The second chapter is on Anthropomorphic figures. According to the author the Anthropo morphic figures is a cult object or symbol of good omen and not a boomerang as earlier suggested by D.P. Agrawal and others Till today around ropomorphic figures of copper hourd have been reported mostly from Ganga Yamunadhor upper Ganga plains. These Anthropomorphs can be categorized on the basis of size and shape into four varieties as follows:

1. Long arms and short legs type.

II. Short arms and long legs type.

III. Bread Icon type like Manbhum in Bihar.

IV. Long arms type without legs like Madarpur.

The third chapter is on lugged shouldered axes of Ganga-Yamuna doab. So far around 28 lugged shouldered aves of copper hoard tradition have been reported from localities of upper and middle Ganga-Yamuna doab. On the basis in variations in the physical form, working edge. side-edge with various shapes of lug's the author has classified the lugged shouldered axes in four sub groups as follows:

1. Flat rectangular lug's, the middle of it has two concave sides.

II. Flat conical lug's with straight side edges.

III Lugged shouldered axes of anthropomorph type.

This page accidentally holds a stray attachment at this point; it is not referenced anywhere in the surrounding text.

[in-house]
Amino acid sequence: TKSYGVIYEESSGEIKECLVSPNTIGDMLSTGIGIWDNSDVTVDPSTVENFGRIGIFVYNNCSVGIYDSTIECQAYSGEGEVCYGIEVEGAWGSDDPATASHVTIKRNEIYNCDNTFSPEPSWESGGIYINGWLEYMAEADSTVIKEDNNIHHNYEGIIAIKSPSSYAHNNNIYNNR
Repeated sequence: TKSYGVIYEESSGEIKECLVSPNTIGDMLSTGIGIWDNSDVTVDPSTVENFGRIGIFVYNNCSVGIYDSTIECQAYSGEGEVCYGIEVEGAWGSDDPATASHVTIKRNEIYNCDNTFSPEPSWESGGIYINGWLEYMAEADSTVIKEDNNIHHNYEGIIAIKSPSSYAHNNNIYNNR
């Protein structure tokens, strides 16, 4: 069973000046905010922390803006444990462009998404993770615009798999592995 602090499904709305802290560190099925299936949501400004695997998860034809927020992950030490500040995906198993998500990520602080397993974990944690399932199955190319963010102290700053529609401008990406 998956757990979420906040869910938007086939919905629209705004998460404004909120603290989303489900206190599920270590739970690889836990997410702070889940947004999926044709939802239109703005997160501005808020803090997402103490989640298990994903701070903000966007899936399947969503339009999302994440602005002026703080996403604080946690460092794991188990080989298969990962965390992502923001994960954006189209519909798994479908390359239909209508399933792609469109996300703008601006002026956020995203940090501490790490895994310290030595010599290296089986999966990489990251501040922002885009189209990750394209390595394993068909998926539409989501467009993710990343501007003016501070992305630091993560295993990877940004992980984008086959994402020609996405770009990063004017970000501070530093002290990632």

IV. Lugged shouldered axes cum anthropomorph.

National Museum has three lugged shouldered axes. The lugged shouldered axes here. represent a new variety in shouldered axe group and show their origin from South East Asia via North East India and middle Ganga plain.

The fourth chapter is on new copper hoards. These objects include an Anthropomorph, 7 antennae swords, 2-bangles, a razor, 4-shouldered axes, 11-flat axes, 5-needle shaped chisels and 2 Harpoons. These objects were collected from the lower-middle Ganga-Yamuna doab and are now in private collection at Allahabad. This part of paper also deals with 127 copper hoard implement collected from various localities of Ganga-Yamuna doab, which are in private collection of Tariq Ahmed Chisti of Amroha, Moradabad. This collections includes 14-antennae swords, 6 hooked swords, 5-Harpoons, 25-flat and 3-shouldered celts and a few bar axes.

The fifth chapter is on copper hoard implements of 1987 collection of National Museum, New Delhi. During 1987 the National Museum, acquired, 42-copper hoard implements which include a fragmentary lugged shouldered axe, 5-shouldered axes, 2-hooked swords, 4-antennae swords, 7-harpoons, 2-weed chisels, 3-chisels and 10-flat axes which were collected from various localities of middle and lower, Ganga-Yamuna doab.

**Contents and Sample Pages**